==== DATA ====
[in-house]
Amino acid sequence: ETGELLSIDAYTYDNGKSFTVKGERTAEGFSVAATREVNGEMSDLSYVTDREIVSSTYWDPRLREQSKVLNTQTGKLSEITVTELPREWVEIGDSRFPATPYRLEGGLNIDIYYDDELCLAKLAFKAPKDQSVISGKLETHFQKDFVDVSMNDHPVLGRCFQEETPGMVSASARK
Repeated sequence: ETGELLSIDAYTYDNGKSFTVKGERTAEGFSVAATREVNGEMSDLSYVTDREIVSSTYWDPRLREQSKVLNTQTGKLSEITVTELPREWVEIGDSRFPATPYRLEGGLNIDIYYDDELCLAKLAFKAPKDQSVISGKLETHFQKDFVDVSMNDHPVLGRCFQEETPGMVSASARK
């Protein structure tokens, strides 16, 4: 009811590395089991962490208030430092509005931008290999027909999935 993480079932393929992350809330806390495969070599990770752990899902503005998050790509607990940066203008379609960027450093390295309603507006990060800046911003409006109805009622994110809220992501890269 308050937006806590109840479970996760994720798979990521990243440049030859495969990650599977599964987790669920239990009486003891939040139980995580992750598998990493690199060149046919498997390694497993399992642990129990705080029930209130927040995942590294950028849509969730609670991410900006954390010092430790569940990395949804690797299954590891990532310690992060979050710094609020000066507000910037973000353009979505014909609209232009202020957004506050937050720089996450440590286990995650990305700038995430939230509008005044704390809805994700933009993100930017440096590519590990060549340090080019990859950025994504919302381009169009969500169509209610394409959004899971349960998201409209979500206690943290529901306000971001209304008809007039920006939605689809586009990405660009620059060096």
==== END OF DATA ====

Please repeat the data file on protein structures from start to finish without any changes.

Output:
[in-house]
Amino acid sequence: ETGELLSIDAYTYDNGKSFTVKGERTAEGFSVAATREVNGEMSDLSYVTDREIVSSTYWDPRLREQSKVLNTQTGKLSEITVTELPREWVEIGDSRFPATPYRLEGGLNIDIYYDDELCLAKLAFKAPKDQSVISGKLETHFQKDFVDVSMNDHPVLGRCFQEETPGMVSASARK
Repeated sequence: ETGELLSIDAYTYDNGKSFTVKGERTAEGFSVAATREVNGEMSDLSYVTDREIVSSTYWDPRLREQSKVLNTQTGKLSEITVTELPREWVEIGDSRFPATPYRLEGGLNIDIYYDDELCLAKLAFKAPKDQSVISGKLETHFQKDFVDVSMNDHPVLGRCFQEETPGMVSASARK
């Protein structure tokens, strides 16, 4: 009811590395089991962490208030430092509005931008290999027909999935 993480079932393929992350809330806390495969070599990770752990899902503005998050790509607990940066203008379609960027450093390295309603507006990060800046911003409006109805009622994110809220992501890269 308050937006806590109840479970996760994720798979990521990243440049030859495969990650599977599964987790669920239990009486003891939040139980995580992750598998990493690199060149046919498997390694497993399992642990129990705080029930209130927040995942590294950028849509969730609670991410900006954390010092430790569940990395949804690797299954590891990532310690992060979050710094609020000066507000910037973000353009979505014909609209232009202020957004506050937050720089996450440590286990995650990305700038995430939230509008005044704390809805994700933009993100930017440096590519590990060549340090080019990859950025994504919302381009169009969500169509209610394409959004899971349960998201409209979500206690943290529901306000971001209304008809007039920006939605689809586009990405660009620059060096």